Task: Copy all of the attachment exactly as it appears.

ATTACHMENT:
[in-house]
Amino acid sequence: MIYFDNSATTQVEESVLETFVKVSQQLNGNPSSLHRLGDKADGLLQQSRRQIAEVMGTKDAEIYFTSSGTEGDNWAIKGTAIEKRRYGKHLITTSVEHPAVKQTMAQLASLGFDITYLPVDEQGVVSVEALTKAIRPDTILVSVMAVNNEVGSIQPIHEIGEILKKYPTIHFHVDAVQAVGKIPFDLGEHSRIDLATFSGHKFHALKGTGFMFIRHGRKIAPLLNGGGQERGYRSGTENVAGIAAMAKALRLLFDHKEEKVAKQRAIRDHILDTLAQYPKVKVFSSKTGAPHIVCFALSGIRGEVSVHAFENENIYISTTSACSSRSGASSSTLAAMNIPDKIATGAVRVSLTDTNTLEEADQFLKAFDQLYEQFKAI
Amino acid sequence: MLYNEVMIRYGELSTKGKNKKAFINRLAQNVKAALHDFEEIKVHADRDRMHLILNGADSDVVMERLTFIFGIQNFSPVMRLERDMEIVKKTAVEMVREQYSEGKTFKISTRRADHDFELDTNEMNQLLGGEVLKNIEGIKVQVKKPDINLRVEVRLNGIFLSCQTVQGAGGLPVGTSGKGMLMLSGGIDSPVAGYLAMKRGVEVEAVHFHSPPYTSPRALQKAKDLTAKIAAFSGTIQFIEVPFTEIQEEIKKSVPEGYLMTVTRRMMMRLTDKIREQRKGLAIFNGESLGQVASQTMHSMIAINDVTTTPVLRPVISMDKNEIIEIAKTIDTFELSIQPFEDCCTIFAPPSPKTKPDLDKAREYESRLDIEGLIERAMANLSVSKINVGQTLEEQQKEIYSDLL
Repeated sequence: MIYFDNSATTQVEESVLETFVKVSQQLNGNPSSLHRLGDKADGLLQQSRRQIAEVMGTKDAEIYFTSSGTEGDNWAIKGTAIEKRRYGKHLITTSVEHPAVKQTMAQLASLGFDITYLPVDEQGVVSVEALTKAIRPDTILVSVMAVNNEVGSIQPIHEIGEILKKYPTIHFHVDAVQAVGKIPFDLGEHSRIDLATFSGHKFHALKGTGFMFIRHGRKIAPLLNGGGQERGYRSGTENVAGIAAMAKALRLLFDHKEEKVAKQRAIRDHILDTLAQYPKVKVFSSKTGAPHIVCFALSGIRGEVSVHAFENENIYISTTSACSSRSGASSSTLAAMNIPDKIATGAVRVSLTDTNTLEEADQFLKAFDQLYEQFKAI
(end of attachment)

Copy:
[in-house]
Amino acid sequence: MIYFDNSATTQVEESVLETFVKVSQQLNGNPSSLHRLGDKADGLLQQSRRQIAEVMGTKDAEIYFTSSGTEGDNWAIKGTAIEKRRYGKHLITTSVEHPAVKQTMAQLASLGFDITYLPVDEQGVVSVEALTKAIRPDTILVSVMAVNNEVGSIQPIHEIGEILKKYPTIHFHVDAVQAVGKIPFDLGEHSRIDLATFSGHKFHALKGTGFMFIRHGRKIAPLLNGGGQERGYRSGTENVAGIAAMAKALRLLFDHKEEKVAKQRAIRDHILDTLAQYPKVKVFSSKTGAPHIVCFALSGIRGEVSVHAFENENIYISTTSACSSRSGASSSTLAAMNIPDKIATGAVRVSLTDTNTLEEADQFLKAFDQLYEQFKAI
Amino acid sequence: MLYNEVMIRYGELSTKGKNKKAFINRLAQNVKAALHDFEEIKVHADRDRMHLILNGADSDVVMERLTFIFGIQNFSPVMRLERDMEIVKKTAVEMVREQYSEGKTFKISTRRADHDFELDTNEMNQLLGGEVLKNIEGIKVQVKKPDINLRVEVRLNGIFLSCQTVQGAGGLPVGTSGKGMLMLSGGIDSPVAGYLAMKRGVEVEAVHFHSPPYTSPRALQKAKDLTAKIAAFSGTIQFIEVPFTEIQEEIKKSVPEGYLMTVTRRMMMRLTDKIREQRKGLAIFNGESLGQVASQTMHSMIAINDVTTTPVLRPVISMDKNEIIEIAKTIDTFELSIQPFEDCCTIFAPPSPKTKPDLDKAREYESRLDIEGLIERAMANLSVSKINVGQTLEEQQKEIYSDLL
Repeated sequence: MIYFDNSATTQVEESVLETFVKVSQQLNGNPSSLHRLGDKADGLLQQSRRQIAEVMGTKDAEIYFTSSGTEGDNWAIKGTAIEKRRYGKHLITTSVEHPAVKQTMAQLASLGFDITYLPVDEQGVVSVEALTKAIRPDTILVSVMAVNNEVGSIQPIHEIGEILKKYPTIHFHVDAVQAVGKIPFDLGEHSRIDLATFSGHKFHALKGTGFMFIRHGRKIAPLLNGGGQERGYRSGTENVAGIAAMAKALRLLFDHKEEKVAKQRAIRDHILDTLAQYPKVKVFSSKTGAPHIVCFALSGIRGEVSVHAFENENIYISTTSACSSRSGASSSTLAAMNIPDKIATGAVRVSLTDTNTLEEADQFLKAFDQLYEQFKAI